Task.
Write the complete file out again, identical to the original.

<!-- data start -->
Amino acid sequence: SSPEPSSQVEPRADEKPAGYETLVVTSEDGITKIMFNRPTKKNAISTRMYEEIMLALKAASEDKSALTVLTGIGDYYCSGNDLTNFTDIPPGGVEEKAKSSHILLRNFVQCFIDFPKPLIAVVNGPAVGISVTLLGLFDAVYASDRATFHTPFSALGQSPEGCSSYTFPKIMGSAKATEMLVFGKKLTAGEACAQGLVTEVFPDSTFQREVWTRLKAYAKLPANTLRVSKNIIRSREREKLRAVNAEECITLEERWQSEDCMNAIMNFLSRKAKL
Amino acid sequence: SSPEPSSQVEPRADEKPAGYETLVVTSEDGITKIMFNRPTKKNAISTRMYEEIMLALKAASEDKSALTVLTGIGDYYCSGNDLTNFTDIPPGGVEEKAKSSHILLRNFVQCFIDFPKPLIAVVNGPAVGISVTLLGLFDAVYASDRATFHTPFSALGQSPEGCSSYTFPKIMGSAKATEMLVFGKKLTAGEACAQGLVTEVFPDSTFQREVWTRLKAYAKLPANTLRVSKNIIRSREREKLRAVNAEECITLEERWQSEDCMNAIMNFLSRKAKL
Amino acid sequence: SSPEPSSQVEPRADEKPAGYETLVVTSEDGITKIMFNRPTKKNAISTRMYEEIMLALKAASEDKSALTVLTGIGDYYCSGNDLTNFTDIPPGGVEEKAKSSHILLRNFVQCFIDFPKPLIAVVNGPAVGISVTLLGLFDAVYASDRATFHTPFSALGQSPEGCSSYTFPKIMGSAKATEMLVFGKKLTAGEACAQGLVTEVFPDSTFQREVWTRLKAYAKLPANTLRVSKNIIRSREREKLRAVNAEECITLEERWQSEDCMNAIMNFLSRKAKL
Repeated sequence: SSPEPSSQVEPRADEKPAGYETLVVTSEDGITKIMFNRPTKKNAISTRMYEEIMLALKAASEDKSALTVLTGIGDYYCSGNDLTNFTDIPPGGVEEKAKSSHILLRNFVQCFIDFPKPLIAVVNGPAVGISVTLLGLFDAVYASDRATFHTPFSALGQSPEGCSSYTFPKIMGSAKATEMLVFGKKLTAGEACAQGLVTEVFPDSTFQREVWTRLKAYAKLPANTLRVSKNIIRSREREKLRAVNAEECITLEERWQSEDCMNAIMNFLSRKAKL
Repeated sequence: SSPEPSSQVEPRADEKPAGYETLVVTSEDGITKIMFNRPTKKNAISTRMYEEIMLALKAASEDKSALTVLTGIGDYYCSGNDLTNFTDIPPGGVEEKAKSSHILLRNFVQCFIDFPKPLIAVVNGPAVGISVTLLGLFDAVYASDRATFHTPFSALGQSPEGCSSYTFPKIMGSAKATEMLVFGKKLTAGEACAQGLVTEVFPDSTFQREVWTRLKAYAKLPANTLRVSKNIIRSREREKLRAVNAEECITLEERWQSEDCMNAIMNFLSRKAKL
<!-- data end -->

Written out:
Amino acid sequence: SSPEPSSQVEPRADEKPAGYETLVVTSEDGITKIMFNRPTKKNAISTRMYEEIMLALKAASEDKSALTVLTGIGDYYCSGNDLTNFTDIPPGGVEEKAKSSHILLRNFVQCFIDFPKPLIAVVNGPAVGISVTLLGLFDAVYASDRATFHTPFSALGQSPEGCSSYTFPKIMGSAKATEMLVFGKKLTAGEACAQGLVTEVFPDSTFQREVWTRLKAYAKLPANTLRVSKNIIRSREREKLRAVNAEECITLEERWQSEDCMNAIMNFLSRKAKL
Amino acid sequence: SSPEPSSQVEPRADEKPAGYETLVVTSEDGITKIMFNRPTKKNAISTRMYEEIMLALKAASEDKSALTVLTGIGDYYCSGNDLTNFTDIPPGGVEEKAKSSHILLRNFVQCFIDFPKPLIAVVNGPAVGISVTLLGLFDAVYASDRATFHTPFSALGQSPEGCSSYTFPKIMGSAKATEMLVFGKKLTAGEACAQGLVTEVFPDSTFQREVWTRLKAYAKLPANTLRVSKNIIRSREREKLRAVNAEECITLEERWQSEDCMNAIMNFLSRKAKL
Amino acid sequence: SSPEPSSQVEPRADEKPAGYETLVVTSEDGITKIMFNRPTKKNAISTRMYEEIMLALKAASEDKSALTVLTGIGDYYCSGNDLTNFTDIPPGGVEEKAKSSHILLRNFVQCFIDFPKPLIAVVNGPAVGISVTLLGLFDAVYASDRATFHTPFSALGQSPEGCSSYTFPKIMGSAKATEMLVFGKKLTAGEACAQGLVTEVFPDSTFQREVWTRLKAYAKLPANTLRVSKNIIRSREREKLRAVNAEECITLEERWQSEDCMNAIMNFLSRKAKL
Repeated sequence: SSPEPSSQVEPRADEKPAGYETLVVTSEDGITKIMFNRPTKKNAISTRMYEEIMLALKAASEDKSALTVLTGIGDYYCSGNDLTNFTDIPPGGVEEKAKSSHILLRNFVQCFIDFPKPLIAVVNGPAVGISVTLLGLFDAVYASDRATFHTPFSALGQSPEGCSSYTFPKIMGSAKATEMLVFGKKLTAGEACAQGLVTEVFPDSTFQREVWTRLKAYAKLPANTLRVSKNIIRSREREKLRAVNAEECITLEERWQSEDCMNAIMNFLSRKAKL
Repeated sequence: SSPEPSSQVEPRADEKPAGYETLVVTSEDGITKIMFNRPTKKNAISTRMYEEIMLALKAASEDKSALTVLTGIGDYYCSGNDLTNFTDIPPGGVEEKAKSSHILLRNFVQCFIDFPKPLIAVVNGPAVGISVTLLGLFDAVYASDRATFHTPFSALGQSPEGCSSYTFPKIMGSAKATEMLVFGKKLTAGEACAQGLVTEVFPDSTFQREVWTRLKAYAKLPANTLRVSKNIIRSREREKLRAVNAEECITLEERWQSEDCMNAIMNFLSRKAKL